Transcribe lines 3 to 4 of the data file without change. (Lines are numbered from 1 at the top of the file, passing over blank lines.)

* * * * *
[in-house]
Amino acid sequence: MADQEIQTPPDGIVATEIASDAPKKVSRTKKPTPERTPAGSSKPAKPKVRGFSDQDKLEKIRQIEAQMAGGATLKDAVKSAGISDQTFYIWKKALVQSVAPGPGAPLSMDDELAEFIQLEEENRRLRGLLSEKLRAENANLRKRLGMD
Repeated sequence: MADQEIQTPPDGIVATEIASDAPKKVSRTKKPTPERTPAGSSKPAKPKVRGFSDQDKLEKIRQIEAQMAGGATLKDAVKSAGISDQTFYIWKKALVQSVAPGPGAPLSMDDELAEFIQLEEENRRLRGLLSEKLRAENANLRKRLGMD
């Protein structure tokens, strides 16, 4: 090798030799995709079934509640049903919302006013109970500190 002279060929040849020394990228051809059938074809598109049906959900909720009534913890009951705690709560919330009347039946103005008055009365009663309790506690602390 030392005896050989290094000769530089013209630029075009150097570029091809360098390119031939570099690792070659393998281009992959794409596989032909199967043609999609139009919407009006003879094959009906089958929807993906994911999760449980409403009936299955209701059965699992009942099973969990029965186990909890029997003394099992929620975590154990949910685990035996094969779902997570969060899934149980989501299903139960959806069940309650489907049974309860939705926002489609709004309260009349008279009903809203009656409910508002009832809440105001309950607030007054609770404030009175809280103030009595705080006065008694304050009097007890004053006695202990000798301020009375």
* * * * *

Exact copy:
Repeated sequence: MADQEIQTPPDGIVATEIASDAPKKVSRTKKPTPERTPAGSSKPAKPKVRGFSDQDKLEKIRQIEAQMAGGATLKDAVKSAGISDQTFYIWKKALVQSVAPGPGAPLSMDDELAEFIQLEEENRRLRGLLSEKLRAENANLRKRLGMD
């Protein structure tokens, strides 16, 4: 090798030799995709079934509640049903919302006013109970500190 002279060929040849020394990228051809059938074809598109049906959900909720009534913890009951705690709560919330009347039946103005008055009365009663309790506690602390 030392005896050989290094000769530089013209630029075009150097570029091809360098390119031939570099690792070659393998281009992959794409596989032909199967043609999609139009919407009006003879094959009906089958929807993906994911999760449980409403009936299955209701059965699992009942099973969990029965186990909890029997003394099992929620975590154990949910685990035996094969779902997570969060899934149980989501299903139960959806069940309650489907049974309860939705926002489609709004309260009349008279009903809203009656409910508002009832809440105001309950607030007054609770404030009175809280103030009595705080006065008694304050009097007890004053006695202990000798301020009375």